The 415 Ercoupe was designed by Fred Weick of the Engineering and Research Corporation (ERCO) to be an easy-to-fly, affordable, and safe light aircraft. Also easy to maintain, the Ercoupe was targeted at non-professional pilots and was designed to be stall-resistant and spin-proof, with controls that only allowed the aircraft to maneuver in a limited manner. It incorporated novel, simplifying features such as interconnected aileron and rudder control, eliminating the need for rudder pedals. The prototype Model 310 first flew in 1937 and was considerably refined before the production 415C was certified in 1940. Over 100 Ercoupes were produced and delivered before the start of World War II halted production of aircraft for civilian use.

The Ercoupe was the surprising platform for a series of advanced propulsion experiments during the war. U.S. Army Air Corps test pilot Captain Homer A. Boushey, Jr. became the first American to fly under rocket power in an Ercoupe, during a jet-assisted takeoff (JATO) experiment at March Field, California on August 6, 1941. This and follow-on testing paved the way for the formation of the Jet Propulsion Laboratory (JPL) and further JATO developments.

In 1946, production of improved Ercoupes resumed and ERCO produced over 5,000 aircraft before production was again halted in 1952. Beginning in 1955, the Ercoupe design was produced by numerous smaller aircraft companies under several different names, including the Forney F-1 and F1-A, Alon A-2, and Mooney A2-A and M-10. All production of the classic design finally ceased in 1970.

The Museum's Erco 415C Ercoupe was built in 1946 in Hyattsville, Maryland. It was owned for a number of years by C. C. Thompson and was eventually purchased by D & D Flying Service of Port Orchard, Washington. Anselmo Belmondo acquired the Ercoupe in 1959 and donated it to the Museum in 1987. It is currently in storage at the Restoration Center at Paine Field.

Serial Number:
3569
Registration:
N2944H
Wingspan:
30.00ft
Length:
21ft
Height:
6ft
Wing Area:
142.60ft²
Empty Weight:
750lbs
Gross Weight:
1,260lbs
Maximum Speed:
127mph
Cruise Speed:
110mph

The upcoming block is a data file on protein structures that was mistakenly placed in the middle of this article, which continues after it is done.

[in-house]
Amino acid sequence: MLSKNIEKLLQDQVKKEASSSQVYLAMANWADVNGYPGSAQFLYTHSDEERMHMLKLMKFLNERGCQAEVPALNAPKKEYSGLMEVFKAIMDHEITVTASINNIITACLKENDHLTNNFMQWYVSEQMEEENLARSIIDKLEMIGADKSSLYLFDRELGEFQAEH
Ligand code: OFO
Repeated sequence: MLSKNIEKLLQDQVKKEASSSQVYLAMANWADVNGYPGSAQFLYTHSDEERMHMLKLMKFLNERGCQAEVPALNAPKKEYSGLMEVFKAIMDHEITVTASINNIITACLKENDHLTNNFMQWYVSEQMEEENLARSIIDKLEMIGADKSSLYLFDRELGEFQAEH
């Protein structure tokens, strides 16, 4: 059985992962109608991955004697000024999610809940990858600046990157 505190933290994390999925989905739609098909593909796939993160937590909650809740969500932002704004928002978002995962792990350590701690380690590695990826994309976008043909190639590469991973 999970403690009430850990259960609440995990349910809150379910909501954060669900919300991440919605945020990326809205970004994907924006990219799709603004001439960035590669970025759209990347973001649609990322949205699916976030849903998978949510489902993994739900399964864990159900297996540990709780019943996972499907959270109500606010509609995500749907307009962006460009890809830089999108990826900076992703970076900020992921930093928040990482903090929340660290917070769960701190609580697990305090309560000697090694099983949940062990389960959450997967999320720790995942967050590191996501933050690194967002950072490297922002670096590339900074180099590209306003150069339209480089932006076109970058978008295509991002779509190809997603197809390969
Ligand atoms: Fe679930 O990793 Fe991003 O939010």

Power Plant:
65 h.p. Continental A-65-8 engine
Range:
500miles

The 415 Ercoupe was designed by Fred Weick of the Engineering and Research Corporation (ERCO) to be an easy-to-fly, affordable, and safe light aircraft. Also easy to maintain, the Ercoupe was targeted at non-professional pilots and was designed to be stall-resistant and spin-proof, with controls that only allowed the aircraft to maneuver in a limited manner. It incorporated novel, simplifying features such as interconnected aileron and rudder control, eliminating the need for rudder pedals. The prototype Model 310 first flew in 1937 and was considerably refined before the production 415C was certified in 1940. Over 100 Ercoupes were produced and delivered before the start of World War II halted production of aircraft for civilian use.

The Ercoupe was the surprising platform for a series of advanced propulsion experiments during the war. U.S. Army Air Corps test pilot Captain Homer A. Boushey, Jr. became the first American to fly under rocket power in an Ercoupe, during a jet-assisted takeoff (JATO) experiment at March Field, California on August 6, 1941. This and follow-on testing paved the way for the formation of the Jet Propulsion Laboratory (JPL) and further JATO developments.

In 1946, production of improved Ercoupes resumed and ERCO produced over 5,000 aircraft before production was again halted in 1952. Beginning in 1955, the Ercoupe design was produced by numerous smaller aircraft companies under several different names, including the Forney F-1 and F1-A, Alon A-2, and Mooney A2-A and M-10. All production of the classic design finally ceased in 1970.

The Museum's Erco 415C Ercoupe was built in 1946 in Hyattsville, Maryland. It was owned for a number of years by C. C. Thompson and was eventually purchased by D & D Flying Service of Port Orchard, Washington. Anselmo Belmondo acquired the Ercoupe in 1959 and donated it to the Museum in 1987. It is currently in storage at the Restoration Center at Paine Field.

Serial Number:
3569
Registration:
N2944H
Wingspan:
30.00ft
Length:
21ft
Height:
6ft
Wing Area:
142.60ft²
Empty Weight:
750lbs
Gross Weight:
1,260lbs
Maximum Speed:
127mph
Cruise Speed:
110mph
Power Plant:
65 h.p. Continental A-65-8 engine
Range:
500miles